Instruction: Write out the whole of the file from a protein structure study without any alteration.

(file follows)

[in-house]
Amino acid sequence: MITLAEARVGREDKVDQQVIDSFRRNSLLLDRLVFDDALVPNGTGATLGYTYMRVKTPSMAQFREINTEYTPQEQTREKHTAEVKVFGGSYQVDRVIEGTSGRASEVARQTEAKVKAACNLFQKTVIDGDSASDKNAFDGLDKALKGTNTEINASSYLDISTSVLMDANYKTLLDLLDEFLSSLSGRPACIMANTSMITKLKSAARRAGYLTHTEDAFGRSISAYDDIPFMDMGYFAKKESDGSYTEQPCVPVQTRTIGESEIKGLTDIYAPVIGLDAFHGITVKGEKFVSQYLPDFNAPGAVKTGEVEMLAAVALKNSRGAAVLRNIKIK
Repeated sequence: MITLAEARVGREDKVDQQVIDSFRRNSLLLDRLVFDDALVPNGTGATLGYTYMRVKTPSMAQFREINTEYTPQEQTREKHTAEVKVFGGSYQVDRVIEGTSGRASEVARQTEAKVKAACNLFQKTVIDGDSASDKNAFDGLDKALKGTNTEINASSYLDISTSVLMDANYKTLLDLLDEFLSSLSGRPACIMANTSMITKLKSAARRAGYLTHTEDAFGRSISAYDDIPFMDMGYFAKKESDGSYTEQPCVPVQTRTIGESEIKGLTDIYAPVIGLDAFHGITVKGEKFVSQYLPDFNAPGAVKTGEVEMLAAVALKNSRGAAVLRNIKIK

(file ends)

[in-house]
Amino acid sequence: MITLAEARVGREDKVDQQVIDSFRRNSLLLDRLVFDDALVPNGTGATLGYTYMRVKTPSMAQFREINTEYTPQEQTREKHTAEVKVFGGSYQVDRVIEGTSGRASEVARQTEAKVKAACNLFQKTVIDGDSASDKNAFDGLDKALKGTNTEINASSYLDISTSVLMDANYKTLLDLLDEFLSSLSGRPACIMANTSMITKLKSAARRAGYLTHTEDAFGRSISAYDDIPFMDMGYFAKKESDGSYTEQPCVPVQTRTIGESEIKGLTDIYAPVIGLDAFHGITVKGEKFVSQYLPDFNAPGAVKTGEVEMLAAVALKNSRGAAVLRNIKIK
Repeated sequence: MITLAEARVGREDKVDQQVIDSFRRNSLLLDRLVFDDALVPNGTGATLGYTYMRVKTPSMAQFREINTEYTPQEQTREKHTAEVKVFGGSYQVDRVIEGTSGRASEVARQTEAKVKAACNLFQKTVIDGDSASDKNAFDGLDKALKGTNTEINASSYLDISTSVLMDANYKTLLDLLDEFLSSLSGRPACIMANTSMITKLKSAARRAGYLTHTEDAFGRSISAYDDIPFMDMGYFAKKESDGSYTEQPCVPVQTRTIGESEIKGLTDIYAPVIGLDAFHGITVKGEKFVSQYLPDFNAPGAVKTGEVEMLAAVALKNSRGAAVLRNIKIK